Game 2: Houston over Atlanta, 7-2. Game 2 was like Game 1, but with the teams reversed. Houston was up 5-1 after two innings and coasted to a 7-2 victory. Houston did not take as long to win (3:11), a welcome improvement over Game 1 (4:06).
Jose Altuve hit his 22nd career postseason homer which tied him with Bernie Williams for the second-most postseason homers (Manny Ramirez has 29). Update – Altuve hit #23 in Game 4.
[Postseason Record Trivia: Some may wonder how Jose Altuve has more home runs in the postseason than Babe Ruth, Mickey Mantle and other well-known sluggers. Because the Babe did not have but one round in the postseason – the World Series. There are now multiple rounds creating many additional games. So please be attentive to “World Series” and “Postseason” records. For example, the most World Series homers: Mantle (18), Ruth (15), lots of others down to 5, then Altuve and many others with 4.]
[Royals Trivia: On this date (October 27): (i) In 1985, the Royals won the World Series. Click here for the last out celebration. (ii) In the 2015 World Series, the Mets were two outs away from beating the Royals in Game 1. Alex Gordon tied the game with a homer (video here), sending the game into extra innings. The classic pose (below) is the raising of the arm as Alex rounds first, and surely that will be the model for the future Gordon statue at Kauffman. The Royals won in the 14th inning when Alcides Escobar scored on a sacrifice fly, becoming the first player in World Series history to score on the first and last pitch of the game (his inside-the-park homer on the first pitch started the game).]
Travel Day (Thursday): The Series moved to Truist Park in Atlanta for Games 3, 4 and 5. FYI, Truist is a bank holding company.
With the break between games, the sports news gap was filled by responses to Commissioner Rob Manfred’s statement about the Tomahawk Chop: “It’s important to understand that we have 30 markets around the country…The Native American community in that region is wholly supportive of the Braves’ program, including the chop. For me, that’s kind of the end of the story…We don’t market ourselves on a national basis.”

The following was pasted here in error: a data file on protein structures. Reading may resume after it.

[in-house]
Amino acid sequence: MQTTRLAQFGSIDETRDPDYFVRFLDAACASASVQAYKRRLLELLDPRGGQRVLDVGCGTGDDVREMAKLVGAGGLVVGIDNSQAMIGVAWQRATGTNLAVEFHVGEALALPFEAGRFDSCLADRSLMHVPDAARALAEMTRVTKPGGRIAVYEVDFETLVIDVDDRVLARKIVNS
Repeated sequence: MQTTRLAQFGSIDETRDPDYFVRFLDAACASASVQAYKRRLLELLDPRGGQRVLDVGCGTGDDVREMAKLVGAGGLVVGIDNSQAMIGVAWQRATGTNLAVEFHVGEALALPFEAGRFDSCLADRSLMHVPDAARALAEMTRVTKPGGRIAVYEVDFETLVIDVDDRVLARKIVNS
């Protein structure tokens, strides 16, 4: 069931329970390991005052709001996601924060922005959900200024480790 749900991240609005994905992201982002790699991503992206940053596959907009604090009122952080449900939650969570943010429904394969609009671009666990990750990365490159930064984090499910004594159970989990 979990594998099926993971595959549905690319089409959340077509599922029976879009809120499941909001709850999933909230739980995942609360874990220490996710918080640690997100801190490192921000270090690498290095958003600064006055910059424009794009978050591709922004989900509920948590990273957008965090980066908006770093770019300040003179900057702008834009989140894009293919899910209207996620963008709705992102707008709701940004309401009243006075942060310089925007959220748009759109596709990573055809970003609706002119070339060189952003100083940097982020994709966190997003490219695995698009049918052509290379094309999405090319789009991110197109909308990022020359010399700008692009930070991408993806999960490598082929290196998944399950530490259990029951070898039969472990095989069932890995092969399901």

Manfred is correct about a Native American community expressing approval of the Braves’ program. It is the Eastern Band of Cherokee Indians (EBCI) located in western North Carolina, about three hours from Atlanta. EBCI owns two North Carolina casinos that have had a presence at Truist Park – branding for a group hospitality suite (Harrah’s Cherokee Casinos Back Porch) and signage over the Braves bullpen (below).
As for Manfred’s statement that MLB doesn’t market on a nationwide basis, he said this at the World Series where the national pastime is played. Lack of a national marketing presence would be a surprise to advertisers like the internet gambling sites and FTX (the international cryptocurrency exchange with its name on the umpire shirts in all 30 markets). It might also be a surprise to MLB’s marketing section which put out a call to fans around the world to send digital “post cards” saying why they loved baseball. About three days after Manfred’s statement, MLB tweeted a video of a turning globe showing “love” responses from 55 countries in 31 languages (click here).